Smith the most like Bradman
AS AMAZING as has been the Australian cricket team's dismantling of the Poms to win back the Ashes, the truly astonishing factor has been the performance of skipper Steve Smith.
In the 1950s and 60s the phrase "the next Bradman” was the curse applied to many a promising career often cut short by a crushing weight of expectations.
It's nearly 70 years since The Don called it quits, so Smith, whose test average of 61.5 is second only to Bradman of players who have scored more than 1500 runs, has escaped that pressure.
But Smith, who has a Bradmanesque 426 runs at 142 from just four innings this series, has not escaped the notice of the technicians.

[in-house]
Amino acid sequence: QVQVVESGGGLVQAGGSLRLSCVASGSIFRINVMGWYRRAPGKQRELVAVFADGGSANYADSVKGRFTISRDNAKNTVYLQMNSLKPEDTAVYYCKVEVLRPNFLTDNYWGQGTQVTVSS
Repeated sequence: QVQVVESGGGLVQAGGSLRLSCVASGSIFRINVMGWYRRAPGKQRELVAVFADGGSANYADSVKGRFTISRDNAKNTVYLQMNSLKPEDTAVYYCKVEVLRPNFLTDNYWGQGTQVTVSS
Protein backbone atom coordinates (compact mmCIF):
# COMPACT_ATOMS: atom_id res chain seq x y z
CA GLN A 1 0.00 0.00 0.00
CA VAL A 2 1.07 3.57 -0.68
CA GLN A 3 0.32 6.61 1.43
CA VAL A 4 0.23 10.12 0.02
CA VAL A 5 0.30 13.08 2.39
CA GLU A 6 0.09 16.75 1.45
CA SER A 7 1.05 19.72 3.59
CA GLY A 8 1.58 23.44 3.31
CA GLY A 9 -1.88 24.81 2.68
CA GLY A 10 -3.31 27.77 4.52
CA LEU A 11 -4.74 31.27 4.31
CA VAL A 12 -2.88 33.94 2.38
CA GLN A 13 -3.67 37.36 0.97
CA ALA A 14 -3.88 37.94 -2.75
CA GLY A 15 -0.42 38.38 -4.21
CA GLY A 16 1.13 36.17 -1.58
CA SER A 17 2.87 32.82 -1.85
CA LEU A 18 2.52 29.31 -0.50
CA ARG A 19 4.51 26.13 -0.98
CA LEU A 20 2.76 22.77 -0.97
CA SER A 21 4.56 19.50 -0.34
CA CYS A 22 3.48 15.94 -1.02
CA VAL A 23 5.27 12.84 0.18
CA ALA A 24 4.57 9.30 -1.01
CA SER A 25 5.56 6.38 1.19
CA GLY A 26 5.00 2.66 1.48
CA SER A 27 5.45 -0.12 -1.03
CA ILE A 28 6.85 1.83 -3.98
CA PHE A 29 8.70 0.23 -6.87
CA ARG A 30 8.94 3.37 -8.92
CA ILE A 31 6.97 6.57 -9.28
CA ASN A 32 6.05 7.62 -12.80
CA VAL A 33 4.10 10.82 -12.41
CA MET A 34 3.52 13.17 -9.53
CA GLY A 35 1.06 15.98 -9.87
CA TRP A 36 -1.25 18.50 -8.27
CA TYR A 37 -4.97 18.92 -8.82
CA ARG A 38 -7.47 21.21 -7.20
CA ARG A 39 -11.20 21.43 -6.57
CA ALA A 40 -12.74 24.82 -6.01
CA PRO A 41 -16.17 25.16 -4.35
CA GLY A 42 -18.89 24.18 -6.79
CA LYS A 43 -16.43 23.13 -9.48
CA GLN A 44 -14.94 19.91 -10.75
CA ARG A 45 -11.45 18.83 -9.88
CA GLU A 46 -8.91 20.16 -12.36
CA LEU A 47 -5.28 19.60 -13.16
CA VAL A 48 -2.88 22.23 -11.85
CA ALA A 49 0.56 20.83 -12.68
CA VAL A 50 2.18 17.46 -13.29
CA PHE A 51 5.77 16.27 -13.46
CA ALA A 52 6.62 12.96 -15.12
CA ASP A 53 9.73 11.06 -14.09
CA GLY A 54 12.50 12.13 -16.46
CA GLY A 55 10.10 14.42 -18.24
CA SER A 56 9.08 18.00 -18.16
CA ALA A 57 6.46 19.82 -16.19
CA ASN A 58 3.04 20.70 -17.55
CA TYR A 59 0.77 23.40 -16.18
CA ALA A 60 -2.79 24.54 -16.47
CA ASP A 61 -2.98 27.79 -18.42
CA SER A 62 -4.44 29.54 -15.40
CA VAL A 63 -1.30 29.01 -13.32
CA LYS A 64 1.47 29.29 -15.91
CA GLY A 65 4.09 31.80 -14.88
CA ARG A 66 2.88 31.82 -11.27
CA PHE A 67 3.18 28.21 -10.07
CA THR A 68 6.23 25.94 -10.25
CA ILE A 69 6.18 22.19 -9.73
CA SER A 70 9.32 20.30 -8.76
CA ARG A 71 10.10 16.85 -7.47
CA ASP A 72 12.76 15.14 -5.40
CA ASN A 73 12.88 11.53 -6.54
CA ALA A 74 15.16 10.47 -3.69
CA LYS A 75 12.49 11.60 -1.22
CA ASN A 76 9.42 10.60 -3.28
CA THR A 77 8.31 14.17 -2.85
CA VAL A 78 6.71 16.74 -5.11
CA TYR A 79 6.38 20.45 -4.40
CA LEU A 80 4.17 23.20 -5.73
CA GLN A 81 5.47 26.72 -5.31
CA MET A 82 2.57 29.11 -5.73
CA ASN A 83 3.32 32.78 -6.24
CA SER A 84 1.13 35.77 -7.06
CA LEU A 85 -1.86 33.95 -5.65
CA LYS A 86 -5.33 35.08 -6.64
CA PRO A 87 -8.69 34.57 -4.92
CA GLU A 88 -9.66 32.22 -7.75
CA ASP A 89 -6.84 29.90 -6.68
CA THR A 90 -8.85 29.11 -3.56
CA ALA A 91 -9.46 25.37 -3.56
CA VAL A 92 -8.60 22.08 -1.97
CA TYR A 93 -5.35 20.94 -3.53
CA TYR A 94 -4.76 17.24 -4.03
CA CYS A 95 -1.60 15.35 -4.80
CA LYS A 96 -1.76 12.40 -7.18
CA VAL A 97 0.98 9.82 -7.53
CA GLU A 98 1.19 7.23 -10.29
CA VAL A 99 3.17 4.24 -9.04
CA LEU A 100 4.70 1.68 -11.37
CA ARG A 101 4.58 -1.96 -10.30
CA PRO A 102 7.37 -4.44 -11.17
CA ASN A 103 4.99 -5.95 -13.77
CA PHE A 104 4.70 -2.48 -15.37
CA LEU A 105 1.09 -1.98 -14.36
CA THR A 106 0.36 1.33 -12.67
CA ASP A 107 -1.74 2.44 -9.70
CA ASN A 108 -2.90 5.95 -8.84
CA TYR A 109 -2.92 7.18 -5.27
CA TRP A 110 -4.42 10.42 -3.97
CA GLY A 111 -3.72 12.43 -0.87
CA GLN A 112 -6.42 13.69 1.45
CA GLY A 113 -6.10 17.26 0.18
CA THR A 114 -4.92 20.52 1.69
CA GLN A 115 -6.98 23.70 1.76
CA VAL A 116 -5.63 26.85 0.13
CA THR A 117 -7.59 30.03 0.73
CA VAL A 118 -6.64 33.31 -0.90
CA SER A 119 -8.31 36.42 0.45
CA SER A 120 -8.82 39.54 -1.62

Bradman researcher Tony Shillinglaw says only Smith and Bradman have employed what he calls "rotation”.
"He does it differently, but the principles are the same. In other words, his body is completely free to react to the ball. He can score through 360 degrees where orthodox techniques don't allow you to do that from the first place.
"Bradman's bat never stopped once it started. Because Bradman was rotating, his head was still, his feet were still, but the bat was moving. When the ball came out, the bat just reacted to the ball. He did the same thing for every single ball - once the ball came out, the ball dictated what shot he played. Steve Smith is the same.”